Storage and Handling of Compressed Gas Cylinders
How do I properly store compressed gas cylinders?
Cylinders should be stored in clearly identified locations, as well as in dry, well ventilated areas that aren’t exposed to heat or the sun. These areas should be out of the way of doorways, aisles, elevators, and stairs. There should be “NO SMOKING” signs in the areas. Cylinders should always be stored upright, no matter if they are full or empty, and they should be secured with a chain or non-conductive belt. The protective caps should always be on when in storage and the valves should always be closed. Oxygen and Fuel gas cylinders should be stored separately and should have a wall or barrier that has a minimum of a half-hour fire rating.
What not to do.
Cylinders should never be used as an electrical ground connection. Cylinders shouldn’t be fastened to a work table as they could become part of an electrical circuit. Do not strike an arc on a cylinder. Never use flames or boiling water to thaw a frozen valve, warm water is acceptable. Cylinders should never be placed or stored in unventilated enclosures such as lockers or cupboards. Cylinders should never be used as rollers or supports for anything. Never tamper with the safety devices. Cylinders should only be used to contain gas that the cylinder was designed to hold. Acetylene cylinders can never be in a horizontal position. Never accept a cylinder that is not properly labeled or marked. Do not angle the cylinder and roll to move them. Do not lift a cylinder by the valve cap, nor use rope or chains or lift with electromagnets. Never drag, slide, or drop a cylinder as it could become a missile. A cylinder should never strike another cylinder violently. Never try to refill a cylinder or try to mix gases in the cylinder.
What do I do with empty or unusable cylinders?
The cylinders should be marked empty or unusable. Return empty cylinders to the supplier. When a cylinder is not in use the regulators should be removed and the protective cap should be put on the cylinder. Keep cylinders and fittings from becoming contaminated with oil, grease or dust. A cylinder should always be labeled, and if it is not properly labeled, the cylinder should never be used.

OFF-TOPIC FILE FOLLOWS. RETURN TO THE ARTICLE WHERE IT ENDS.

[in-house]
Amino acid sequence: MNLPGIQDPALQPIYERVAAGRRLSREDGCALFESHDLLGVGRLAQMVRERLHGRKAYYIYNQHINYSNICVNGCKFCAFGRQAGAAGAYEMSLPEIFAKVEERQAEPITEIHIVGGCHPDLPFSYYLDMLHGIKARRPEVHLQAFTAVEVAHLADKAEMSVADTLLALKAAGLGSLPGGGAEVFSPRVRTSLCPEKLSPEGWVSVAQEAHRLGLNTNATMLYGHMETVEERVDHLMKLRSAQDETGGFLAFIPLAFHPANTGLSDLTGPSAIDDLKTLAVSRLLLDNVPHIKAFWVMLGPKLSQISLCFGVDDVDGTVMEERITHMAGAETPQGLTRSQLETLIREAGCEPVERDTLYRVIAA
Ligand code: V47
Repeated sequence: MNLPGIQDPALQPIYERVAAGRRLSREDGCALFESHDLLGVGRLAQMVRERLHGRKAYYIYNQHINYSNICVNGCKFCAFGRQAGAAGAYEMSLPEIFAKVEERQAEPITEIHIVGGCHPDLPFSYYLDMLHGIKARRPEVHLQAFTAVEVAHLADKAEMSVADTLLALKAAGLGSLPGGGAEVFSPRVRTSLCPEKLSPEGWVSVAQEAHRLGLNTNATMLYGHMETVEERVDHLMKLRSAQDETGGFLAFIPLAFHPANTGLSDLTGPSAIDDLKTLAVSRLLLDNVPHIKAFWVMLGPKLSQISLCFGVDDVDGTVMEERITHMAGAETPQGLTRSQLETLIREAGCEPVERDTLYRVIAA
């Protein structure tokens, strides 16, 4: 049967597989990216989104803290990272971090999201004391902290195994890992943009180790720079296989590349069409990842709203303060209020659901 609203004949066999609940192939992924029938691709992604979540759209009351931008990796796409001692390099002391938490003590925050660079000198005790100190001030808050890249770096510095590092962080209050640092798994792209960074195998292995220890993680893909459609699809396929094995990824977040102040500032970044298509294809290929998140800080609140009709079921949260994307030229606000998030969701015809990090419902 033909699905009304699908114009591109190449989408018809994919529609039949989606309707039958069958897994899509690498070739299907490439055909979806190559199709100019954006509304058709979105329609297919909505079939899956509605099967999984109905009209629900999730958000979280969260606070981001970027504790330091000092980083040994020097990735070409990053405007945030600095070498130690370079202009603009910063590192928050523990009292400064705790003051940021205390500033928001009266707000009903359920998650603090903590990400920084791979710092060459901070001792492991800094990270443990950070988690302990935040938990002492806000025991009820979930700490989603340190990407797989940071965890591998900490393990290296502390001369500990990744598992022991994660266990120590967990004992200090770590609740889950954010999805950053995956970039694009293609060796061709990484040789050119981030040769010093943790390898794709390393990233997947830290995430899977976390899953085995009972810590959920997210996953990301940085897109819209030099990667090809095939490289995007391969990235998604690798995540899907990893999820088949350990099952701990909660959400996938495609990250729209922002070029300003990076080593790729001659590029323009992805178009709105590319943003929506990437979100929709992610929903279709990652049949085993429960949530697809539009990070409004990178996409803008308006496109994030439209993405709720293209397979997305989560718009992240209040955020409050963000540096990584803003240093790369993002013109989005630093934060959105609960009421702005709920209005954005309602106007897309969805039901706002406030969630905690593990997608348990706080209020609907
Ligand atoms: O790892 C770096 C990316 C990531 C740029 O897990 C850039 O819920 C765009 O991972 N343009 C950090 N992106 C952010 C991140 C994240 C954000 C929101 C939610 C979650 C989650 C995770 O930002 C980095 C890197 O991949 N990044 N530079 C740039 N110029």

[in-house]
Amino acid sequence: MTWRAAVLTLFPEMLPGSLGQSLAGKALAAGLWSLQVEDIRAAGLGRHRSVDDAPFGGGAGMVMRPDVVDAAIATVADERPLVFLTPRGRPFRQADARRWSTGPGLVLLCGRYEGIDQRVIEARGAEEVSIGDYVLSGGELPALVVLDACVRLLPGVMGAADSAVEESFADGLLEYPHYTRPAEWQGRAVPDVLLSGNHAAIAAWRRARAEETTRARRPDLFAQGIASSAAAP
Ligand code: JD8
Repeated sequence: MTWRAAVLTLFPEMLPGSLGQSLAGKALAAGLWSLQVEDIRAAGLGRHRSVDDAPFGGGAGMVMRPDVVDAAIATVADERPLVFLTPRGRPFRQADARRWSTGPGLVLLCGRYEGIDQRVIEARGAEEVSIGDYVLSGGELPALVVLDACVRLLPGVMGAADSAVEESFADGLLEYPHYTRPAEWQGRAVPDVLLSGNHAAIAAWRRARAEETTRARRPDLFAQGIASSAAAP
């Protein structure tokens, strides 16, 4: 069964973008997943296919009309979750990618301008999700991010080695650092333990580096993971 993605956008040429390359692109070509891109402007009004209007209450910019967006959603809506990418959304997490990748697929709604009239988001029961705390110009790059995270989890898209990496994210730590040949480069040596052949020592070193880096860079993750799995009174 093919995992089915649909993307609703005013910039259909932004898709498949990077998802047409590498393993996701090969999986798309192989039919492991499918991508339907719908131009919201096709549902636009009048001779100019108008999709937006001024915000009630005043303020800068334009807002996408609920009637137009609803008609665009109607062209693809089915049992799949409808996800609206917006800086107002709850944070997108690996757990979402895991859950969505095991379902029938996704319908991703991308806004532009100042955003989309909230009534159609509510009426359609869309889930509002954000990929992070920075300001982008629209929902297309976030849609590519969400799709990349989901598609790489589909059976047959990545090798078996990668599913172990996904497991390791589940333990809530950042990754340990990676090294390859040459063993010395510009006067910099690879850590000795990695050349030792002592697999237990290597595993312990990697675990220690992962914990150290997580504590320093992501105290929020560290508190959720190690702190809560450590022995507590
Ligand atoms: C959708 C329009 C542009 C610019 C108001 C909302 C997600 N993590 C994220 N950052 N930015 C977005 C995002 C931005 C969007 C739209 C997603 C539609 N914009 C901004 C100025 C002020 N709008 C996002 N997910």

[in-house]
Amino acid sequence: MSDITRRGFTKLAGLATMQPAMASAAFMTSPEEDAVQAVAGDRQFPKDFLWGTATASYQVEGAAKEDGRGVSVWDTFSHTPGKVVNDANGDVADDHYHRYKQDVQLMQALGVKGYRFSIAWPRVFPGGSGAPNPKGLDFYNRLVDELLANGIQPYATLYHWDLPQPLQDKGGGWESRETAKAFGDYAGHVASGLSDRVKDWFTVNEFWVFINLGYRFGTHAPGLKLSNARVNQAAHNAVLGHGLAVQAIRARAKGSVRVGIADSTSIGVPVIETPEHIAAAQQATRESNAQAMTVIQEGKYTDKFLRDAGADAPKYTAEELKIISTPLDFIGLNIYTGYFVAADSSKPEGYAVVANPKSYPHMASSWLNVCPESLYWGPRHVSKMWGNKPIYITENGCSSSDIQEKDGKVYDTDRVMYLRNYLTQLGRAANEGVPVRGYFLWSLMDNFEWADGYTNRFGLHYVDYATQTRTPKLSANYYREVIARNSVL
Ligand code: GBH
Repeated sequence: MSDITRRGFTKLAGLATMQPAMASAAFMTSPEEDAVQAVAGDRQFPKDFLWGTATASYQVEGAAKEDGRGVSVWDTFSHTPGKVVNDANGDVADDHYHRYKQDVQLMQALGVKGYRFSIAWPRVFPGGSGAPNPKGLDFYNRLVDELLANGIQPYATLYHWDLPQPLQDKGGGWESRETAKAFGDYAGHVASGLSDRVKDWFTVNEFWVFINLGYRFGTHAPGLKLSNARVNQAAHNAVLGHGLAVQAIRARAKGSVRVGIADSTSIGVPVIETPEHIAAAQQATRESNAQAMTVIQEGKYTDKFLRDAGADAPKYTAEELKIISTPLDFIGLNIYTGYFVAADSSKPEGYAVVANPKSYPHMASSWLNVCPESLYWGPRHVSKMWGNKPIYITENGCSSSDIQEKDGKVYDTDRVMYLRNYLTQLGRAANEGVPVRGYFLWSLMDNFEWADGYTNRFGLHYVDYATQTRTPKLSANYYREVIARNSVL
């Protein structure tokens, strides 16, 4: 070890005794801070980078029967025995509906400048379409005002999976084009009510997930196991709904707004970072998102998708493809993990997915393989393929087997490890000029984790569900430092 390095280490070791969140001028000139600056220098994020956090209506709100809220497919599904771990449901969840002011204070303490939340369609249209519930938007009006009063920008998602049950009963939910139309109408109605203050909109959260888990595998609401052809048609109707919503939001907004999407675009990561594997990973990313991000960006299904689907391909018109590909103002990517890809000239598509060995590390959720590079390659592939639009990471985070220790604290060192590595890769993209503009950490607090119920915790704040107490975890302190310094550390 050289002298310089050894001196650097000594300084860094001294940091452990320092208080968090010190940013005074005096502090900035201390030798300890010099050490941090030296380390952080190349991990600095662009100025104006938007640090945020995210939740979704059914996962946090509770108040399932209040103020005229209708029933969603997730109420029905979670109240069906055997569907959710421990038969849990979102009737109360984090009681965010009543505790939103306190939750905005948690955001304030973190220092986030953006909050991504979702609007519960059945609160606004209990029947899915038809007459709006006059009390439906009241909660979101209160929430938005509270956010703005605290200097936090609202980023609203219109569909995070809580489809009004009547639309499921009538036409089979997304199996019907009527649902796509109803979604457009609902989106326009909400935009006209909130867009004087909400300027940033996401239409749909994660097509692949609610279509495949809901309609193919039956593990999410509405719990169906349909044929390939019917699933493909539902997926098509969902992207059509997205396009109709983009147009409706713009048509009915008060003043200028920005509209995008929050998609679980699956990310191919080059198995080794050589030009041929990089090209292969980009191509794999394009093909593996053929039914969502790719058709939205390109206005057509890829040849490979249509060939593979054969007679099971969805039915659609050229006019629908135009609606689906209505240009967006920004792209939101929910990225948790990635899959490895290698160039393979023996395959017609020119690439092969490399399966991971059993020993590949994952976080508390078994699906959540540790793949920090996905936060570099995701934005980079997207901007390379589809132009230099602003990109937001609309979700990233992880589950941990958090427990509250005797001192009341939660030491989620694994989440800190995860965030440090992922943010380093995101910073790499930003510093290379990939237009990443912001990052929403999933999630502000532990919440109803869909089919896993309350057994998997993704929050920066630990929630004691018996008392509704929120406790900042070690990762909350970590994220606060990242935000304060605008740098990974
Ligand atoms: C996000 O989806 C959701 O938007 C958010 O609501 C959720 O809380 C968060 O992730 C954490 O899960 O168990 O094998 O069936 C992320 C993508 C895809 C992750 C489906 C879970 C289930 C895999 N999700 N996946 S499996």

How do I properly move the cylinders?
Always close cylinder valves. Remove regulators and always tighten the cap on the cylinder before moving. When moving a cylinder, always use a trolley and the cylinder should be chained to the trolley before moving the trolley. If there is a leaky cylinder, call the supplier immediately and have them remove the cylinder. When cylinders are being transported by vehicle, they should be secured in an upright position.
When do I “crack” the cylinder?
Before attaching the regulator, clean the valve with a clean cloth. “Cracking” a cylinder refers to opening the valve slightly and closing it quickly to blow out dust or dirt from the valve outlet. Always use two hands when doing this and always stand to the side of the valve. Never stand over, in front, or behind the valve outlet. Never “crack” Fuel gas cylinders as it could ignite from friction, heating, or other ignition sources. Never “crack” hydrogen cylinders since the release of compressed hydrogen may ignite by itself.